This kind of thing irritates us. We all know that it hurt like hell. We’ve all got nerves. We know how they work. Being hit by a hard driven cricket ball causes pain and pain hurts – that’s very much its defining feature.
McKenzie moved out of that fielding position immediately afterwards, so perhaps he’s not as brave, stupid or mental as he’d have us believe.4 Appeals
JP Duminy’s Test record is improving: one in his first innings, 50 not out in his second and 166 in his third.
The 166 kicks in the balls that he gave Australia’s bowlers were particularly useful as they helped produce 275 ball kicks for South Africa’s last three wickets. Those are some heavily kicked balls in that Aussie bowling attack.
It strikes us that South Africa are turning into the kind of side who you can never quite get on top of. You think you’re on top of them, then you look away for a moment and suddenly they’re standing above you calmly hefting a huge club with a nail in it while giving you a raised eyebrow look that says ‘our turn now’.
We’re also struck by the fact that Australia’s bowling attack only ever seems to have the feeblest, soapiest grip on the opposition these days.8 Appeals
South Africa could never have chased down 414 without a hundred from Graeme Smith. After he was out for 108, they couldn’t have won without a hundred from AB de Villiers.
What’s really impressed us about this South African win is not that they chased down such a huge total on the final day, or that they did it against what is nominally the best side in the world. (Interesting appearance of the word ‘nominally’ there, eh?).
What’s most impressive is that they managed to fight back so comprehensively after Mitchell Johnson’s spell of five wickets for five runs earlier in the match. A team should be pretty damn dispirited after that happens to them. To overcome it betrays a genuine confidence that is quite, quite sickening. It also makes Ricky Ponting’s traditional pre-match words about South African mental scars seem a bit meaningless.
It’s being said everywhere, but if Glenn McGrath and Shane Warne had been playing, South Africa never would have made it. We’ll go one further and say that if they had been playing, South Africa wouldn’t have won, even if the wisened greats had bowled a load of toss. Sometimes you earn wickets through more than just your performance on the day and that’s a quality that’s extremely hard to replace.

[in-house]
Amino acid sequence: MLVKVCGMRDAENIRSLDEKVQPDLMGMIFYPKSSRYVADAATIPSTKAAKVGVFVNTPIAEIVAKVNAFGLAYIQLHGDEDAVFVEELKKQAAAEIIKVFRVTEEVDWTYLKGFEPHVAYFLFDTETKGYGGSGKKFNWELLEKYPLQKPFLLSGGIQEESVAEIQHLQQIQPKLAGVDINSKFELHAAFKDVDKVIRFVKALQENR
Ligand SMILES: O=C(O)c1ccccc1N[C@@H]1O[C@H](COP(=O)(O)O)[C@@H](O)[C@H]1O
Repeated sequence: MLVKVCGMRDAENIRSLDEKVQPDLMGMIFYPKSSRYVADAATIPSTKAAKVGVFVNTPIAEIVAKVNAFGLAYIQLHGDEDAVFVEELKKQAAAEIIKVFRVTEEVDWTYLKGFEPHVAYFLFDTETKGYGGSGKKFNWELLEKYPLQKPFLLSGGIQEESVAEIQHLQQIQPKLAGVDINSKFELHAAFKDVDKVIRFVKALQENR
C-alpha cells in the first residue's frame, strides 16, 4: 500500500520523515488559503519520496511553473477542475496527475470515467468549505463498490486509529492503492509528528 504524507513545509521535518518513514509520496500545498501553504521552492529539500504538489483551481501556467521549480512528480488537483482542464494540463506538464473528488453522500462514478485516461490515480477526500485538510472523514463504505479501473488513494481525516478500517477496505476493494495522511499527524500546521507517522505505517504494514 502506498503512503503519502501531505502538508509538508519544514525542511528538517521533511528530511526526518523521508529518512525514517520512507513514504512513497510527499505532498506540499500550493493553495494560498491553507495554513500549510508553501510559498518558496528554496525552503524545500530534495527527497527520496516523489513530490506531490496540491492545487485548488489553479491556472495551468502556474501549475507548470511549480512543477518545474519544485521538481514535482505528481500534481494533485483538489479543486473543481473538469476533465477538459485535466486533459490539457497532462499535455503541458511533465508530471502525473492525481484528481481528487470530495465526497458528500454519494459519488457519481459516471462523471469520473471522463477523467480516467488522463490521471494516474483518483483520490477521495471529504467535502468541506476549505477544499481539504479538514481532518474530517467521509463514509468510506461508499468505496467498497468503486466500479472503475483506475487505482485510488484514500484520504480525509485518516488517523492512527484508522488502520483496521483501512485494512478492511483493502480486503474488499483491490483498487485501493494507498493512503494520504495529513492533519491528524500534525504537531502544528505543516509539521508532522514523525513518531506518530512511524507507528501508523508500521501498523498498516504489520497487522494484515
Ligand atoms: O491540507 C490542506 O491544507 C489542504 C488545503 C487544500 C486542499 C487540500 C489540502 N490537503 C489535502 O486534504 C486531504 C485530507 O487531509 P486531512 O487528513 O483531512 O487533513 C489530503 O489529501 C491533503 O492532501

AB de Villiers is in the process of building a reputation that he’s hard to bowl at. He also has another reputation, it seems. It might have been removed by now, but at the time of writing, his Wikipedia page featured the following sentence:
“De Villiers enjoys late nights while on tour with some of the local talent.”
There’s no preamble to that. It’s just one of a series of urelated ‘facts’ about his personal life, in between some quotes about Jesus and the name of his high school.7 Appeals
Perhaps the most striking thing about Mitchell Johnson is his ridiculous cartoon character tufty hair. After that it’s his bowling.
We watched quite a bit of Johnson when Australia toured India. He was their best bowler. For all the talk about Brett Lee being the fast strike bowler, Johnson’s not really any slower than him. He’s left-handed, he swings the ball and he doesn’t just pitch it a foot outside the off stump all the time like he used to. He does it quite a lot, but not all the time.
He’s got quite a round-arm action as well and if he masters reverse swing, we could be seeing some left-arm, dipping, inswinging yorkers, like a mirror-Waqar.
Mostly though, we’re struck by his pace. He’s consistently fast, 90mph plus, yet no-one seems to consider him a fast bowler. He clearly is.
Mitchell Johnson arrived as a Test bowler today, taking 7-42 against South Africa. It’s the kind of performance that’ll convince him he can get anyone out.4 Appeals